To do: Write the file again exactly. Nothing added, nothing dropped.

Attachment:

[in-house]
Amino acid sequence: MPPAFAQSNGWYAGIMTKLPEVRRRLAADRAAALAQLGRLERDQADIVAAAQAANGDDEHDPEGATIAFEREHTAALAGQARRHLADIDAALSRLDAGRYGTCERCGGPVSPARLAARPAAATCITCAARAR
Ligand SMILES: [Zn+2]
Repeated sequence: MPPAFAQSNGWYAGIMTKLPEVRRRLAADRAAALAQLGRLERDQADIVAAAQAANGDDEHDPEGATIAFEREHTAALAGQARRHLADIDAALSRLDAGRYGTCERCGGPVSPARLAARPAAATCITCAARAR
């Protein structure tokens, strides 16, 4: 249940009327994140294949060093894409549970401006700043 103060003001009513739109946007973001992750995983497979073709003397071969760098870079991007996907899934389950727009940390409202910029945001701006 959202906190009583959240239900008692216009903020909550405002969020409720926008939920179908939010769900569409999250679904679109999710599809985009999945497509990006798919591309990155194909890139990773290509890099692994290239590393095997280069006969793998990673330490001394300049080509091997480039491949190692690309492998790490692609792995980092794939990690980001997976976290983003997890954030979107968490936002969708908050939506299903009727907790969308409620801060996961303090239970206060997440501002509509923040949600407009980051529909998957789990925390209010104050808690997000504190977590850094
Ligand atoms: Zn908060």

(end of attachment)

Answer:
[in-house]
Amino acid sequence: MPPAFAQSNGWYAGIMTKLPEVRRRLAADRAAALAQLGRLERDQADIVAAAQAANGDDEHDPEGATIAFEREHTAALAGQARRHLADIDAALSRLDAGRYGTCERCGGPVSPARLAARPAAATCITCAARAR
Ligand SMILES: [Zn+2]
Repeated sequence: MPPAFAQSNGWYAGIMTKLPEVRRRLAADRAAALAQLGRLERDQADIVAAAQAANGDDEHDPEGATIAFEREHTAALAGQARRHLADIDAALSRLDAGRYGTCERCGGPVSPARLAARPAAATCITCAARAR
């Protein structure tokens, strides 16, 4: 249940009327994140294949060093894409549970401006700043 103060003001009513739109946007973001992750995983497979073709003397071969760098870079991007996907899934389950727009940390409202910029945001701006 959202906190009583959240239900008692216009903020909550405002969020409720926008939920179908939010769900569409999250679904679109999710599809985009999945497509990006798919591309990155194909890139990773290509890099692994290239590393095997280069006969793998990673330490001394300049080509091997480039491949190692690309492998790490692609792995980092794939990690980001997976976290983003997890954030979107968490936002969708908050939506299903009727907790969308409620801060996961303090239970206060997440501002509509923040949600407009980051529909998957789990925390209010104050808690997000504190977590850094
Ligand atoms: Zn908060």